Popcorn textured ceilings was a time-honored method of adding character to a ceiling or covering such imperfections as drywall taping inconsistencies—but not everyone loves the ridges and swirls of knock-down or the soft ripples of orange peel. Luckily, if you prefer flat surfaces, it is possible to get rid of an old textured finishs like popcorn, though this tends to be a messy, time-consuming project. Before you even put on your work clothes and pick up a scraper, you should get to know the two methods for how to remove popcorn texture from ceilings depending on whether or not your ceilings are painted. Call Drywall Specialist For A Free Popcorn Texture Removal Quote Today - Your NEXTDOOR, Near Me, A Hop Skip Jump Away!
- Popcorn texture that has never been painted can usually be removed with a soak-and-scrape process.
- Painted popcorn texture requires skimming the surface with drywall compound. Paint acts as a sealant against water, so soaking wouldn’t be effective very effective in softening the popcorn texture—we're better off covering up. The skimming process requires a fine touch, too, so you’ll need to be patient and allow a few hours, or more, per ceiling.
Your near me and we’re ready to roll up our sleeves, we’ve got the trainging to take your ceilings from textured to totally smooth. We will apply a level 5 finish, sand and touch up your ceilings, making them ready for primer and paint.
METHOD 1: We Soak and Scrape Unpainted Popcorn Texture
- To prep and protect the walls with 1 mil painters plastic.
We use plastic tarps to protect floors from wet drywall compound. We drape plastic all the way to the floor. We’ll clean and reuse of these tarps when we’re done.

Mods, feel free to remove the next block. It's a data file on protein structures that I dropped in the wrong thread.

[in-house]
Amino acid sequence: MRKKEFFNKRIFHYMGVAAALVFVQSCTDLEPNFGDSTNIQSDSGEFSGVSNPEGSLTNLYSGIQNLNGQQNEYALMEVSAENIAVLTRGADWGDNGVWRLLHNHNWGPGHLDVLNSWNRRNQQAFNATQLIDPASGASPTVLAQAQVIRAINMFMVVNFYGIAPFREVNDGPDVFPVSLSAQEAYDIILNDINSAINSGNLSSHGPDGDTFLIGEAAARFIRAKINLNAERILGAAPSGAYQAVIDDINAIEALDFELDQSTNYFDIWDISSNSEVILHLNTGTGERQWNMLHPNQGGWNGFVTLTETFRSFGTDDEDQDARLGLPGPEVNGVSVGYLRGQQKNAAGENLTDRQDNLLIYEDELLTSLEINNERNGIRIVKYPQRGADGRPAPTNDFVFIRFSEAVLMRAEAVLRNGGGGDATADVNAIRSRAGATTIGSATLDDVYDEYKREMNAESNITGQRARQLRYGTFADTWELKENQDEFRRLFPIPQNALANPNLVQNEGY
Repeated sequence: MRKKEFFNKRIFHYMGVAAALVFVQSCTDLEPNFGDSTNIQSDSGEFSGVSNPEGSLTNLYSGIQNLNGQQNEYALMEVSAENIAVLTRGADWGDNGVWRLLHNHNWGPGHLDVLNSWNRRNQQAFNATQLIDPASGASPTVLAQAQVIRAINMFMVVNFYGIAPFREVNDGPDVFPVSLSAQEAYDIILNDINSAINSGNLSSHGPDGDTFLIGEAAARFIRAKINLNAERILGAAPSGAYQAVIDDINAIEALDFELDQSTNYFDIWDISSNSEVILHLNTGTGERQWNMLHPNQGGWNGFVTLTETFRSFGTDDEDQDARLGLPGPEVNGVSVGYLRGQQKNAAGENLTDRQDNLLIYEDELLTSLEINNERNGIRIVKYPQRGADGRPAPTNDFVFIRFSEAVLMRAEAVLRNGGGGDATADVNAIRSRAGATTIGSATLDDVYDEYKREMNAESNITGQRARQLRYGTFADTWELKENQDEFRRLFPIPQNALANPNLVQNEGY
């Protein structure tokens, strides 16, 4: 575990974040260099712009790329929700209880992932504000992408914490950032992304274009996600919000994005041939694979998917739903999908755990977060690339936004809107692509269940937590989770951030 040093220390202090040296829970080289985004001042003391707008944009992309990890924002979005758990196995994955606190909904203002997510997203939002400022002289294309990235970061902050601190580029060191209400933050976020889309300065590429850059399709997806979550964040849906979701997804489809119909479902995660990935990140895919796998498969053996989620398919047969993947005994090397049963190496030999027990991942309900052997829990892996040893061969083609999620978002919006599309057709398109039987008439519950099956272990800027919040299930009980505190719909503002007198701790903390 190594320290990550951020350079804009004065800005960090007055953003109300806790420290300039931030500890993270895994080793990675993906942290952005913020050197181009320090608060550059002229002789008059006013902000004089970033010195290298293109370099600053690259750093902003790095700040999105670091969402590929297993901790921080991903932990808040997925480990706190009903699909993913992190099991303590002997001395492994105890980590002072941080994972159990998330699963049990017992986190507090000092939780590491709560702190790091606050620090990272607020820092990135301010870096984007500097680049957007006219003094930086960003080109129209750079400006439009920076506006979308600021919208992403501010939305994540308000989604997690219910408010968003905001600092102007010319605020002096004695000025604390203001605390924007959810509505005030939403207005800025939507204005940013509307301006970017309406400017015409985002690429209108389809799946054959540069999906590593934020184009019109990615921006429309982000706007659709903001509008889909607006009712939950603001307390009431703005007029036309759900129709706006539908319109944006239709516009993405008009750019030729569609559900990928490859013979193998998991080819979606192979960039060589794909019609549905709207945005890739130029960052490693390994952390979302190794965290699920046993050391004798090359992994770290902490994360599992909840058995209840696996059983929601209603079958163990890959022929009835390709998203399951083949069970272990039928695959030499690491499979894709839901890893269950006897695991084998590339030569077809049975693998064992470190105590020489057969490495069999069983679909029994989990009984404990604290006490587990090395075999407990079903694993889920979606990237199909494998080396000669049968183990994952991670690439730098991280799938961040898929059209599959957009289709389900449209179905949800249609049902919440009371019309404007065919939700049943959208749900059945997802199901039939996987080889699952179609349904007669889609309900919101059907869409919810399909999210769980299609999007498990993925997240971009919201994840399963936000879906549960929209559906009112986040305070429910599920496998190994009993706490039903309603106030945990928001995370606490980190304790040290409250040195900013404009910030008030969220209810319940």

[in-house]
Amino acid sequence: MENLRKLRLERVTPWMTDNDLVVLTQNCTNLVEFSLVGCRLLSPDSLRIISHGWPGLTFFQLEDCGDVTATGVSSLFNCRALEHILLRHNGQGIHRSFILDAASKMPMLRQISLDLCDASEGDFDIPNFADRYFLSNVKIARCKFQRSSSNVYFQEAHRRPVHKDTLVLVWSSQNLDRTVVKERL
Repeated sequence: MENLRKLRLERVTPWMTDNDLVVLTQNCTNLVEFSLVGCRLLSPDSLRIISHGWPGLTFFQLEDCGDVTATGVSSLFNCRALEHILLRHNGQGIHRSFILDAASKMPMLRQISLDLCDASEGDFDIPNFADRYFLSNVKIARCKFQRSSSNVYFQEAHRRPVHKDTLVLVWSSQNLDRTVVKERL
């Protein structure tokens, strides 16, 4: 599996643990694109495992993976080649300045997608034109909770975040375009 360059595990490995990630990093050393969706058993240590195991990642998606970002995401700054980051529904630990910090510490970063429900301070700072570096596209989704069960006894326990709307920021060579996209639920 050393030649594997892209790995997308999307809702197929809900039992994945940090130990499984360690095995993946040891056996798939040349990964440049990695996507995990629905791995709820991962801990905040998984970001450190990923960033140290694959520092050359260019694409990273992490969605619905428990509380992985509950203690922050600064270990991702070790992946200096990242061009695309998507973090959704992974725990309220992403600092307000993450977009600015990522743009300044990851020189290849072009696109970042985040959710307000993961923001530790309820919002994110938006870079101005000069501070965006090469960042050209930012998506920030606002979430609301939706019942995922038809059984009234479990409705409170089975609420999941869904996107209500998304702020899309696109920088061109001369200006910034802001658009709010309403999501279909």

- We then fill a pump sprayer with water and spray a portion of the ceiling evenly to soften the texture.
We may have to spray the area two or three times in order to saturate it sufficiently. We give it about 15 minutes of dwell time, then test the texture with a fingertip. When the popcorn texture is soft enough for you to rub it off all the way down to the drywall beneath, it’s time to scrape.
- We start with a 4'X4' area on the ceiling, scrape the softened popcorn texture then do another area.
We use 10-inch drywall taping knife. To remove popcorn texture without gouging the drywall, hold the blade approximately 30-degrees to the wall, and scrape in whatever motion feels most comfortable to you, using long slow strokes. If the knife meets resistance, stop; spray that area again and wait until the texture softens sufficiently.
- We continue spraying and scraping until we’ve removed all the texture.
It’s okay if thin smears remain on the wall; we’ll sand them off in the next step. Let the ceiling dry completely, which could take up to 24 hours, before proceeding.
- Sand the ceiling smooth using a drywall sanding pad, fitted with 100 grit drywall sanding screen.
Be sure to wear a dust mask because even small residual smears can create large amounts of drywall dust. It’s also a good idea to use a bright work light to illuminate the ceiling as you’re sanding so you can see tiny spots of compound. When your ceiling looks good under bright work lights, it will look amazing when it’s painted under normal light.
METHOD 2: Skim-Coat to Cover Up Painted Popcorn Texture
- Remove the crown molding from the ceiling.
Slipping a 2-inch steel putty knife behind the crown molding and gently prying it outward should do the trick. You may need to tap the head of the putty knife with a hammer to help wedge it between the crown mold and the ceiling in order to pry the crown molding off.